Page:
Interactions with other drugs
This drug can cause problems with heart rhythms in some people. Drugs that lower potassium levels in the body, such as certain "water pills" (diuretics), can make this worse.
No other serious interactions are known at this time. But this does not necessarily mean that none exist. Check with your doctor, nurse, or pharmacist about all of your medicines, herbs, and supplements, and whether alcohol can cause problems with this medicine.
Interactions with foods
No serious interactions with food are known at this time. Check with your doctor, nurse, or pharmacist about whether some foods may be a problem.
Tell all the doctors, dentists, nurses, and pharmacists you visit that you are taking this drug.
How is this drug taken or given?
Oprelvekin is given as a shot under the skin (subcutaneously, or SubQ) in either the abdomen, thigh, hip, or upper arm. It is injected once a day, starting within 24 hours after completing a chemotherapy cycle. It is usually given for 10 to 21 days or until a patient’s blood platelet count reaches a certain level. Treatment should be stopped at least 2 days before starting a new chemotherapy cycle.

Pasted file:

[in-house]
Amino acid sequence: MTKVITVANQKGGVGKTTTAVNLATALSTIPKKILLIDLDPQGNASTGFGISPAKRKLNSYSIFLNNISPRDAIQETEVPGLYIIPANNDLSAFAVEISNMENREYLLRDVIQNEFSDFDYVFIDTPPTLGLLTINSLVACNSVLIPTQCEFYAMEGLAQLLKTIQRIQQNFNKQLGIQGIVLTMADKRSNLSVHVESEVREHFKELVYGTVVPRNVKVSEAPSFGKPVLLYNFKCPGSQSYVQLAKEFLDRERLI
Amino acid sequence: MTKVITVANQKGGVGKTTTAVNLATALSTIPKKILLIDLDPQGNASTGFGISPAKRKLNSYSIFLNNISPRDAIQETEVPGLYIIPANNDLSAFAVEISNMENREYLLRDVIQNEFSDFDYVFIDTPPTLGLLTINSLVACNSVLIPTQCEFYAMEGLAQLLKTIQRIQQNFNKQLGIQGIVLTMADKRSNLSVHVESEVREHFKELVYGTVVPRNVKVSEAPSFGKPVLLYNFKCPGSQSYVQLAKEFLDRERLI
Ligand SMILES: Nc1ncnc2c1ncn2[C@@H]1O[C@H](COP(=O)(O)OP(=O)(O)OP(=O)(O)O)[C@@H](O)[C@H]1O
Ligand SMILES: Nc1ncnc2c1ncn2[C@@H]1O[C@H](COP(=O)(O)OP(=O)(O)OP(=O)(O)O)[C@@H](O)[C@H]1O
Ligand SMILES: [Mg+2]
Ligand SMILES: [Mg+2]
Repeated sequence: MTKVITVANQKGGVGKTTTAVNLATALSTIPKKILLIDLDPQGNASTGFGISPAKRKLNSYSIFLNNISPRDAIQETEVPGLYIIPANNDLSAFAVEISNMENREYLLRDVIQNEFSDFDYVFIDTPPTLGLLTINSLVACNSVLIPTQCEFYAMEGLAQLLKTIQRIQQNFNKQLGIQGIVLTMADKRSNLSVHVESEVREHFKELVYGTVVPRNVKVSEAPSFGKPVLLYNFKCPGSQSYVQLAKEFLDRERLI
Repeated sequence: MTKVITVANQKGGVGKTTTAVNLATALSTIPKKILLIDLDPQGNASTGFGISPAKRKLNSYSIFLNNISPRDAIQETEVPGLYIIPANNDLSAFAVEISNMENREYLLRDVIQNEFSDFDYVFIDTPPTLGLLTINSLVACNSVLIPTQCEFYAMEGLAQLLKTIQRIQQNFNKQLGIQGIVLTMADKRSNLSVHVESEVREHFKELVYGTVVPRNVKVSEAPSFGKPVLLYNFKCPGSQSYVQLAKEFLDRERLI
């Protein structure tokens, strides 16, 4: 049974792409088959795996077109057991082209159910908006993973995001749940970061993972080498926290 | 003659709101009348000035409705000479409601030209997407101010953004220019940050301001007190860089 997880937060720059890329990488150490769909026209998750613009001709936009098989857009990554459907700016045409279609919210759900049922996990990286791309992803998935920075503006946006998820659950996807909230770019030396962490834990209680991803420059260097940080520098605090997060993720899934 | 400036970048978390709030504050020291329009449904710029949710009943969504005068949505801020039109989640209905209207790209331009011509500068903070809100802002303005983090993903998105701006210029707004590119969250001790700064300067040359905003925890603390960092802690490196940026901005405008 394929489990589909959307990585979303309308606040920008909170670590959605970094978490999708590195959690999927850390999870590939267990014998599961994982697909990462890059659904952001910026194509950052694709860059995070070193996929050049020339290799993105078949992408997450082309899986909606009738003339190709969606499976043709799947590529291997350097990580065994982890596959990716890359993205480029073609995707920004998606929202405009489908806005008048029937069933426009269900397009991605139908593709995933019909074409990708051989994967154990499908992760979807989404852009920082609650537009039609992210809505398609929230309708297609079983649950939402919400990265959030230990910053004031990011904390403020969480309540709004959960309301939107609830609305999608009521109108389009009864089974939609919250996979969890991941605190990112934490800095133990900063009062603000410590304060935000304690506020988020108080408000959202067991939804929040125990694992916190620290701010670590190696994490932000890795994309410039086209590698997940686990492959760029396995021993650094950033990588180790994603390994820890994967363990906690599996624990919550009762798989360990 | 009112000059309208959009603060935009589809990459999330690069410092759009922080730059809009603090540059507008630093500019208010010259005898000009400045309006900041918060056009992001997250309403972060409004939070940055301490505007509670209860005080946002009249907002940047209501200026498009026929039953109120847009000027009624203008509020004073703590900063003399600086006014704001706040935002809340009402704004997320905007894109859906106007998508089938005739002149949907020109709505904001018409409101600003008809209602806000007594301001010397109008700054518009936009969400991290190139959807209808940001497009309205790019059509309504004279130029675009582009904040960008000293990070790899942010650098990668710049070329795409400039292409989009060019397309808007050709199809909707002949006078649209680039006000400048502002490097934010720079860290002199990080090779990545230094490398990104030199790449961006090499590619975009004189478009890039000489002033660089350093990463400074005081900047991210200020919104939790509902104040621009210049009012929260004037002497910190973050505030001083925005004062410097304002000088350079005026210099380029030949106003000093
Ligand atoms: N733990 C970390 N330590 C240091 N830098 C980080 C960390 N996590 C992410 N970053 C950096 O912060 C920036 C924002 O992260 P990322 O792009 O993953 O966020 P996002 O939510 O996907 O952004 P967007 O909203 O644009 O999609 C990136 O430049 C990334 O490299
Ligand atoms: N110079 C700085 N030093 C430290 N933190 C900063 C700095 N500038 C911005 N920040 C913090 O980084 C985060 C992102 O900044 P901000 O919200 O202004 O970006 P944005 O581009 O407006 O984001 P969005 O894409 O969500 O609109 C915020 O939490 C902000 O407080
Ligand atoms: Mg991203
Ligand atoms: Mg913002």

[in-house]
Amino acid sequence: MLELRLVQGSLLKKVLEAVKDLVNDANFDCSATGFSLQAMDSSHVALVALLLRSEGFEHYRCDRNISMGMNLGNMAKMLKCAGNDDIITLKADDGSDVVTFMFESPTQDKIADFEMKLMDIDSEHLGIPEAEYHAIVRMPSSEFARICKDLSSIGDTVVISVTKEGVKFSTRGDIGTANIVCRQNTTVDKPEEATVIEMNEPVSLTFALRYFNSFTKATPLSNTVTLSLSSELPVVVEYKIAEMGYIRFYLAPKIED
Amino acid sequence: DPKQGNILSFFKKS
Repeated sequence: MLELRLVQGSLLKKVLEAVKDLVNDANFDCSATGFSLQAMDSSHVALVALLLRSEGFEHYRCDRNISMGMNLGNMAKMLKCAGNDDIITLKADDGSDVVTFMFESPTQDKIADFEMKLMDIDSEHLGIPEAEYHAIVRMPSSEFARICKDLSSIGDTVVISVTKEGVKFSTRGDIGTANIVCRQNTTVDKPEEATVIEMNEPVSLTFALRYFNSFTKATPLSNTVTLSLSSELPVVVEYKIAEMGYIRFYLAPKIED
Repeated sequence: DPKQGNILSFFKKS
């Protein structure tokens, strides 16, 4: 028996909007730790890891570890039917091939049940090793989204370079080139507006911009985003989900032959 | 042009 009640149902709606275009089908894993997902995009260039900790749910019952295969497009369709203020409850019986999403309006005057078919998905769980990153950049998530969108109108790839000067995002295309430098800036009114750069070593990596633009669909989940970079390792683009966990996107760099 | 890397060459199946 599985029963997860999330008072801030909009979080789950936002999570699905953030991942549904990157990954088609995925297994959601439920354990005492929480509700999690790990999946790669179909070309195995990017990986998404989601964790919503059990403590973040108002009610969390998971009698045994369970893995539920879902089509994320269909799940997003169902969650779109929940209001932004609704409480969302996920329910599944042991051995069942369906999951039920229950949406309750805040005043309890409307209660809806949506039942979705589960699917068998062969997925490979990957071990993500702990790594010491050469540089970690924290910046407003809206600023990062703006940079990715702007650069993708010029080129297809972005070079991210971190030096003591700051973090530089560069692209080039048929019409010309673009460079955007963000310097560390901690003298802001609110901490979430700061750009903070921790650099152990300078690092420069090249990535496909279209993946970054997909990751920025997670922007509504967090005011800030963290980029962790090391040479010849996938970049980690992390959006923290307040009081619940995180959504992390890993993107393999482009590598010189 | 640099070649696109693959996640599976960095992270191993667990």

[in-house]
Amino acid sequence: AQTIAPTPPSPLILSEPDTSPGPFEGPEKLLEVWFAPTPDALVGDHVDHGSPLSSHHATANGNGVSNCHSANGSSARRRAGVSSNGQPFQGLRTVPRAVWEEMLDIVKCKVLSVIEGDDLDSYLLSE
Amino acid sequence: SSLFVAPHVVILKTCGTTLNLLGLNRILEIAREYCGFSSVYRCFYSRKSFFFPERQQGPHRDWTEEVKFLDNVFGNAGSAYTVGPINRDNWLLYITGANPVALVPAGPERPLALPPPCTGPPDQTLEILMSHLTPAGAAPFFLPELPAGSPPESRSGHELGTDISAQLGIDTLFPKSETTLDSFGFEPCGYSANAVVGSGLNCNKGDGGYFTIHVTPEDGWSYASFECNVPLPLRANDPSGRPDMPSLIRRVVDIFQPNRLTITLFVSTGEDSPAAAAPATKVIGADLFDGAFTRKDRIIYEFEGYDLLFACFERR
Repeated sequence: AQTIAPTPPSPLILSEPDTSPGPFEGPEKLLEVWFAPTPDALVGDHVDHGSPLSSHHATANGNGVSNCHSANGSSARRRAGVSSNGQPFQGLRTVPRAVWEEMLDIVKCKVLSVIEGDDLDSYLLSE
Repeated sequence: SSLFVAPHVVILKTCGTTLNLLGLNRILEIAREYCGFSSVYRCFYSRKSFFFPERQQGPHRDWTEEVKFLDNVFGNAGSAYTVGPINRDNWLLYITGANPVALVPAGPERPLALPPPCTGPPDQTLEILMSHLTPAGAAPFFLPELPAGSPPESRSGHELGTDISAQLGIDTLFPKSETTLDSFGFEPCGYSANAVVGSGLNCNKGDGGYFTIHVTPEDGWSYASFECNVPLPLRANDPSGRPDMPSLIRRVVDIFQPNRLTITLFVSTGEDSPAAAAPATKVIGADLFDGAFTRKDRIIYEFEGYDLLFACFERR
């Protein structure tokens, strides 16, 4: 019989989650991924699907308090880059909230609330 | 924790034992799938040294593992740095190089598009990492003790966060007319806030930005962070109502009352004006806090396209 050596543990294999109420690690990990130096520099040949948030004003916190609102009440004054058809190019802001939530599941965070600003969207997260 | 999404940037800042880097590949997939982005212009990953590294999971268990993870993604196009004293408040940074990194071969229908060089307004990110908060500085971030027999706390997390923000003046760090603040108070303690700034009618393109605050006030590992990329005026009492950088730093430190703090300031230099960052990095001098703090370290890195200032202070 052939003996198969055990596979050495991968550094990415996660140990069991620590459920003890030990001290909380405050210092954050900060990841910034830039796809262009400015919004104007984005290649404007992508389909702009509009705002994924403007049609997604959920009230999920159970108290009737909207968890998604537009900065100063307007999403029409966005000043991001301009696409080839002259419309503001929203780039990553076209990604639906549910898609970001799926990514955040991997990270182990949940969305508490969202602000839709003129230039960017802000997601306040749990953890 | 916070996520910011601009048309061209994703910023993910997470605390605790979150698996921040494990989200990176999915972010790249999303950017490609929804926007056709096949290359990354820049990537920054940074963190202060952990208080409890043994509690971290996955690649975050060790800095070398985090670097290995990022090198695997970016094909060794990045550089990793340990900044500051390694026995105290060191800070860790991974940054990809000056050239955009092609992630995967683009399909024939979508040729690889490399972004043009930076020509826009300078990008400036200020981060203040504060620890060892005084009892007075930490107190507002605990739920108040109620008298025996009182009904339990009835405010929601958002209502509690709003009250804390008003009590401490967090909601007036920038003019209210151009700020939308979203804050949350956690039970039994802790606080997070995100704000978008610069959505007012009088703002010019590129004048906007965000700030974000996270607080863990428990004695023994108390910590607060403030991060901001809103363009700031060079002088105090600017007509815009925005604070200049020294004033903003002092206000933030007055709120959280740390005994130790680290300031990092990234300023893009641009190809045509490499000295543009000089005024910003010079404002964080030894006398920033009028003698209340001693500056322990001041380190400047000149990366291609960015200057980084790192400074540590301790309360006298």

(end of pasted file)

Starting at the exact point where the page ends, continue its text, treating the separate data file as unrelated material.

The dose will depend on your weight and how well your kidneys are working. The dose and/or schedule may need to be changed based on how your body responds to treatment. This drug can be given in a doctor’s office, or you or a family member can learn how to give the shot at home.
If you are taking it at home, make sure to keep the medicine in its original container in the refrigerator. Take this drug exactly as directed by your doctor. If you are not sure of the instructions, ask your doctor or nurse to explain them to you. Keep the needles and other equipment in a safe place out of reach of children and pets. Keep used needles in a closed needle bucket and bring them back to your doctor or nurse.
Patients with acute myeloid leukemia (AML) or chronic myelogenous leukemia (CML) should not get this drug, as it could potentially spur the growth of these types of cancer cells.
This drug should not be used after high-dose chemotherapy for a bone marrow transplant or peripheral blood stem cell transplant.
Your doctor will test your blood frequently throughout your treatment, looking for possible effects of the drug on blood counts or on blood chemistry levels. Based on the test results, your doctor may need to reduce or delay your next dose of this drug, or even stop it altogether.
This drug can cause the body to retain fluid. This can lead to swelling (edema) in the hands or feet, or fluid buildup in the lungs or belly. Tell your doctor or nurse if you notice any swelling or sudden weight gain, or if you start to have shortness of breath or a new cough.